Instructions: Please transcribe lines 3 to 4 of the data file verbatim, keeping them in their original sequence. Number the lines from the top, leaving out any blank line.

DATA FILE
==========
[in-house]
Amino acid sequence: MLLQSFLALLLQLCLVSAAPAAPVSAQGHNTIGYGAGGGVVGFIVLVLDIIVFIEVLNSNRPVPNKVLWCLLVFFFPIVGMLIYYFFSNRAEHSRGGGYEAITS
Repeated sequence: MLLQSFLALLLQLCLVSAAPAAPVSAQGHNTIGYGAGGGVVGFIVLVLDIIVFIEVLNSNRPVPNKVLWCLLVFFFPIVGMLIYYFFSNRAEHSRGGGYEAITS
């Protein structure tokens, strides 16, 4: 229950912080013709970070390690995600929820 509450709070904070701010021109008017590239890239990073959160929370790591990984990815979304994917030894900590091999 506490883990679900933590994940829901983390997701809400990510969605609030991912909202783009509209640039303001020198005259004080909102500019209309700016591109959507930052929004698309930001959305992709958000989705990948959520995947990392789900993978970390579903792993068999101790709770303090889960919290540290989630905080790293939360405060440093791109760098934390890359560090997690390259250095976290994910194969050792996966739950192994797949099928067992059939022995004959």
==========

Repeated sequence: MLLQSFLALLLQLCLVSAAPAAPVSAQGHNTIGYGAGGGVVGFIVLVLDIIVFIEVLNSNRPVPNKVLWCLLVFFFPIVGMLIYYFFSNRAEHSRGGGYEAITS
């Protein structure tokens, strides 16, 4: 229950912080013709970070390690995600929820 509450709070904070701010021109008017590239890239990073959160929370790591990984990815979304994917030894900590091999 506490883990679900933590994940829901983390997701809400990510969605609030991912909202783009509209640039303001020198005259004080909102500019209309700016591109959507930052929004698309930001959305992709958000989705990948959520995947990392789900993978970390579903792993068999101790709770303090889960919290540290989630905080790293939360405060440093791109760098934390890359560090997690390259250095976290994910194969050792996966739950192994797949099928067992059939022995004959």